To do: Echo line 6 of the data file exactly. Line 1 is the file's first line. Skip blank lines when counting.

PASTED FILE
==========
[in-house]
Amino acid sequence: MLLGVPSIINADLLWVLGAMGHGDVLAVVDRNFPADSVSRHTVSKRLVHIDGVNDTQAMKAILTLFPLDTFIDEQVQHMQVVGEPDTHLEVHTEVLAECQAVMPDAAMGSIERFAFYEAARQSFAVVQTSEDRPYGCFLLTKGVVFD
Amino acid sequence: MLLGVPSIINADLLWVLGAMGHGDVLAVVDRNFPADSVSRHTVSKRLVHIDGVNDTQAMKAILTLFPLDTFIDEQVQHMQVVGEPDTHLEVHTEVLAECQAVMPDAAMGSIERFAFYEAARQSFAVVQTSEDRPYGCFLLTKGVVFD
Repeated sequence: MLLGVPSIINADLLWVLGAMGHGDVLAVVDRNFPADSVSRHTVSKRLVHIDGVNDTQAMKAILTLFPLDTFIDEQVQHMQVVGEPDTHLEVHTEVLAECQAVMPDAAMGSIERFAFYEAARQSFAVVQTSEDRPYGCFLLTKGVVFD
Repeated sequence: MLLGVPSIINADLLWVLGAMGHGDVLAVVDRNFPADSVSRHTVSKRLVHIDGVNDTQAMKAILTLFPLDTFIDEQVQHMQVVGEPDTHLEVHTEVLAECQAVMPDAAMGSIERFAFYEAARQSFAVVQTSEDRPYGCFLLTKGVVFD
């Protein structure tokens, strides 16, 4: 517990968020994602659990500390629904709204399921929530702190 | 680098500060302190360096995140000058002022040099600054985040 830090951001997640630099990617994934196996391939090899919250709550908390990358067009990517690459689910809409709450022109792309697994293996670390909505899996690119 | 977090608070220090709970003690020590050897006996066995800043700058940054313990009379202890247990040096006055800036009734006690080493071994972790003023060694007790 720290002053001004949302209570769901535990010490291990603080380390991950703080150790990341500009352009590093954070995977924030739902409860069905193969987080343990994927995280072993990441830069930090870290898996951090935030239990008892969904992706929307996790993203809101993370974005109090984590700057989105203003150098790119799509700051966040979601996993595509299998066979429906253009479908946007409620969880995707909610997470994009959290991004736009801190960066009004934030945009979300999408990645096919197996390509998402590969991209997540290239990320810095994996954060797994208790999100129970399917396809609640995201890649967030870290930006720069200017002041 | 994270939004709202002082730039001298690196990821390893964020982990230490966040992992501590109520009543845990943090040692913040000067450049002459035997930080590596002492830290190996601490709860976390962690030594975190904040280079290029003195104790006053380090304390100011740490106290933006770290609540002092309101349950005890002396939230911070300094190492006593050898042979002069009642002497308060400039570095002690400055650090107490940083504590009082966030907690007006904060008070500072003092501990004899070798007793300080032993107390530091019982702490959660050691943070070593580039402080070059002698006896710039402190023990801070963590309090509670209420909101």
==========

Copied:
């Protein structure tokens, strides 16, 4: 517990968020994602659990500390629904709204399921929530702190 | 680098500060302190360096995140000058002022040099600054985040 830090951001997640630099990617994934196996391939090899919250709550908390990358067009990517690459689910809409709450022109792309697994293996670390909505899996690119 | 977090608070220090709970003690020590050897006996066995800043700058940054313990009379202890247990040096006055800036009734006690080493071994972790003023060694007790 720290002053001004949302209570769901535990010490291990603080380390991950703080150790990341500009352009590093954070995977924030739902409860069905193969987080343990994927995280072993990441830069930090870290898996951090935030239990008892969904992706929307996790993203809101993370974005109090984590700057989105203003150098790119799509700051966040979601996993595509299998066979429906253009479908946007409620969880995707909610997470994009959290991004736009801190960066009004934030945009979300999408990645096919197996390509998402590969991209997540290239990320810095994996954060797994208790999100129970399917396809609640995201890649967030870290930006720069200017002041 | 994270939004709202002082730039001298690196990821390893964020982990230490966040992992501590109520009543845990943090040692913040000067450049002459035997930080590596002492830290190996601490709860976390962690030594975190904040280079290029003195104790006053380090304390100011740490106290933006770290609540002092309101349950005890002396939230911070300094190492006593050898042979002069009642002497308060400039570095002690400055650090107490940083504590009082966030907690007006904060008070500072003092501990004899070798007793300080032993107390530091019982702490959660050691943070070593580039402080070059002698006896710039402190023990801070963590309090509670209420909101």